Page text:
“I am finding it difficult to lead an interracial life here,” she says, meaning Nashville.
“So you came here for a dose of blackness,” I joke. I am immediately sorry when I see my words have embarrassed her.
“I understand,” I explain. “So did I.”
I was never able to live an integrated life in Nashville, either. My family lived two lives: a free life in the black world of North Nashville and a guarded one in the white world of South Nashville. It is one of the many pleasing ironies of my life in Vermont that here, in the second whitest state in the union (after Maine), for many years I lived in a neighborhood that was more integrated than the one in which I grew up.
“In the South, white people want you close but not high. In the North, you can get as high as you want but they don’t want you close.” I grew up hearing this maxim repeated by friends and colleagues of my parents throughout my childhood. The choice was easy for me. For as long as I can remember, I knew I would forsake close for high.
This formula has not been borne out in an absolute way, in my experience, at least in terms of my life in the North. But the part about the South is uniformly true. While the South, like all of America, is still largely segregated, the lives of black and white Southerners have always been intertwined, even though our relations have been more often treacherous than not.
On a late afternoon in the spring of 1985, I sat in a coffee shop adjacent to my high school. I was talking with Justin, a classmate, about our college plans. It was May and graduation was approaching. After working our summer jobs, we would both head off to schools far away from home.
Maybe the proprietor overheard us. Or maybe he was drawn to the unusual sight of a white boy and a black girl sitting together in his shop, sharing doughnuts and laughing. For whatever reason, he came over to our table.
“How y’all doing?” he asked. He noted how much fun we appeared to be having. We told him that we would soon be leaving for college.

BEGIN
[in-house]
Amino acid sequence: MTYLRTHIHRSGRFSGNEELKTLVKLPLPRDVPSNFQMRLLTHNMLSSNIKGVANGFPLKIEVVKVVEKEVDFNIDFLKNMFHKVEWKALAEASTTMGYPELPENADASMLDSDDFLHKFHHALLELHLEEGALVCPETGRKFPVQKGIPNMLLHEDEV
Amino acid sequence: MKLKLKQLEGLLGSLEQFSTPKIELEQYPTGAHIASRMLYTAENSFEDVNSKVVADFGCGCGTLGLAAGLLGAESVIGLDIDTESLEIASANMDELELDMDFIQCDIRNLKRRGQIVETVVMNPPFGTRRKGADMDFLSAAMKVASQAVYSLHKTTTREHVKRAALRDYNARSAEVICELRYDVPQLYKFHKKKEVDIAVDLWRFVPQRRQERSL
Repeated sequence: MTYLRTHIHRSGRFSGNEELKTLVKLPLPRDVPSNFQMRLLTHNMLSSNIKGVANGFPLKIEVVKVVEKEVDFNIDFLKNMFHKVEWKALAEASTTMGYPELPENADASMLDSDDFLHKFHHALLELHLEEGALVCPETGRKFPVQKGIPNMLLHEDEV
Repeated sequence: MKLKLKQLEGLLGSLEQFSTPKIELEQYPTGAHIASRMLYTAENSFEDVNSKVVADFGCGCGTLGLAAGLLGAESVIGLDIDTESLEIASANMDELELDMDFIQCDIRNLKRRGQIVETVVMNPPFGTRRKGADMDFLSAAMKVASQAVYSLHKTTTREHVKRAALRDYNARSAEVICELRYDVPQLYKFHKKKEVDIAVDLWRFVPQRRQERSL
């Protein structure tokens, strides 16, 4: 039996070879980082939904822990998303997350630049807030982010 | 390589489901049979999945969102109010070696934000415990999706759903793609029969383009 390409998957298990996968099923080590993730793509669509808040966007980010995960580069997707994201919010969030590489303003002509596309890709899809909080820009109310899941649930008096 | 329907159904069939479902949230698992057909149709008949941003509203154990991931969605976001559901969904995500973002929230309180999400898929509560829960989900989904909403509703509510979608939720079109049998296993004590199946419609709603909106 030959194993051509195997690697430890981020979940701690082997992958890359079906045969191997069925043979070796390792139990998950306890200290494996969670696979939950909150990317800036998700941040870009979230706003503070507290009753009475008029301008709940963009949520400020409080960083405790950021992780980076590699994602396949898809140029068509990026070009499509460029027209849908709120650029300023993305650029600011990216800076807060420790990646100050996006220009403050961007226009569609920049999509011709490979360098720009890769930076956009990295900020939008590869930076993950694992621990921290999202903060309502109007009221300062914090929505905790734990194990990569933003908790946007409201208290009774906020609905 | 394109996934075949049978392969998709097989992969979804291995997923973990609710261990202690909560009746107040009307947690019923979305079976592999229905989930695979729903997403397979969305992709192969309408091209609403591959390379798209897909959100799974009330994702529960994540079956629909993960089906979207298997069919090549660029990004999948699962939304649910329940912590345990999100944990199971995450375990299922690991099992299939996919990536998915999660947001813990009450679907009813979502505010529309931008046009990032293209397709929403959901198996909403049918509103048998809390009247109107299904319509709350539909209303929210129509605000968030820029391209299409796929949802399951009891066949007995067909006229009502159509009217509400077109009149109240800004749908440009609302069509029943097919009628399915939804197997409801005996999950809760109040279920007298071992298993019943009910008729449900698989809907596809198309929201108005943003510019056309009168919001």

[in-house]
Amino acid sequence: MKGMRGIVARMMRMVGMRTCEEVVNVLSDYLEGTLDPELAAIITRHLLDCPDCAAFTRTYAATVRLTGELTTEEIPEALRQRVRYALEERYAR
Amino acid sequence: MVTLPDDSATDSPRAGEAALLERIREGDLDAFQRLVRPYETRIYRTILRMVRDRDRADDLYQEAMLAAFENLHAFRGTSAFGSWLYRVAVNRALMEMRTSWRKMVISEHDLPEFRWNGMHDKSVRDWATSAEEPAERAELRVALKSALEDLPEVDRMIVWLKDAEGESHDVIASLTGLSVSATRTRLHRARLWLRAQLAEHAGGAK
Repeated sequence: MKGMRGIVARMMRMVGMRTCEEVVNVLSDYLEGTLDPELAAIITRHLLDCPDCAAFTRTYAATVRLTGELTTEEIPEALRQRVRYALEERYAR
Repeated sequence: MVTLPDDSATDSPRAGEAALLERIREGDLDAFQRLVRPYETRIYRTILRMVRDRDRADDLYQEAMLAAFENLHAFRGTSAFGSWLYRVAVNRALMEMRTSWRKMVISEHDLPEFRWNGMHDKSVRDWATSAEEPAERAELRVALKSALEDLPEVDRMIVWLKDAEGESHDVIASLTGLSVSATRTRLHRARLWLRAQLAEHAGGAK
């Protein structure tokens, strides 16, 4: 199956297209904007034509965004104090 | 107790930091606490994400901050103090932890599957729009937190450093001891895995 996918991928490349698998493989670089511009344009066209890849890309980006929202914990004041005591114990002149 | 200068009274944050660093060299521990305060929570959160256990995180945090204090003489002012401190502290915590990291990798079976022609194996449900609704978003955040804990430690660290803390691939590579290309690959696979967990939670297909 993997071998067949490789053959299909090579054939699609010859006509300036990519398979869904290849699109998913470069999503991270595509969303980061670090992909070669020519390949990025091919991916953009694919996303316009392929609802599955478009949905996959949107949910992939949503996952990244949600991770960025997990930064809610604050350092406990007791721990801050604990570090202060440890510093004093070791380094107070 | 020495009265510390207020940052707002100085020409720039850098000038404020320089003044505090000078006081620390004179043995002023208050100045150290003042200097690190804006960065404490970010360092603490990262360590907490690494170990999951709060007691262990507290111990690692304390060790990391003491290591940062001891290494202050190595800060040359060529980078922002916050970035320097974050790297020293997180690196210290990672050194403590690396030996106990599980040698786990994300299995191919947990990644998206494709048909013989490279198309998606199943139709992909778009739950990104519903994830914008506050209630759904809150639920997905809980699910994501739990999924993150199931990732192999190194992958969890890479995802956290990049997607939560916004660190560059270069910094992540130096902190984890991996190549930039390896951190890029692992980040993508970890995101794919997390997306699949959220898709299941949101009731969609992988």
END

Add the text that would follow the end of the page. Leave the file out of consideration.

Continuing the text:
“California,” Justin responded when the proprietor asked where he was going. He received an approving nod. I faltered when the man asked me the same question. I wasn’t surprised when he said, “Now, why would you go all the way up there?” Justin laughed. I laughed, too, even though I felt a tremor of hostility underneath his question.
“Don’t we treat you good down here?” He balanced his fists on his hips.
“Oh, yes! I love the South,” I said, still laughing. “This will always be my home.”
I went on about what I would miss, how cold the North was, how hard the decision to leave home had been. All the while I was conscious of his fists, and the way he leaned his torso toward me. His brows furrowed as he listened, but he wasn’t really listening. Rather he was straining to hear a truth beneath my words, his eyes behind his glasses beaming like interrogation lamps. I kept my body rigid and waited for him to walk away. It was time to go.
But the man was right. I was hiding something from him: myself. “We wear the mask that grins and lies,” wrote African-American poet Paul Laurence Dunbar in 1896. Justin and I said goodbye in the parking lot. As I steered my parents’ car toward home, I thought, This is what I’m leaving behind.
That summer I drew thick black marks through the calendar days that separated me from the day when I would finally begin my life up North. But I could not leave the South behind. I still can’t. James Baldwin said, “You never leave home. You take your home with you. You better. Otherwise, you’re homeless.” However uneasy is the history of relations between blacks and whites in the South, it has made me, and it claims me still, just as it claimed the proprietor of the coffee shop; we were ensnared in the same historical drama. I was forged—mind and body—in the unending conversation between Southern blacks and whites. I don’t hate the South. To despise it would be to despise myself.
The North was a dream that I borrowed from other people. In high school, I was allowed to take a course in African-American literature at Fisk University. I read slave narratives whose protagonists longed for Northern states not only to escape slavery but for affirmation of their humanity. I was introduced to the African-American literary culture of New England, as well as the Harlem Renaissance, many of whose greatest talents, like W.E.B. Du Bois, Nella Larsen, and James Weldon Johnson, studied or taught at Fisk at some point during their careers. I read the works of Du Bois and Johnson and their searing indictments of the hypocrisies of Northern liberalism. I was undeterred. If I wouldn’t be thoroughly content in the North, I figured, at least I would be freer than I felt in Nashville.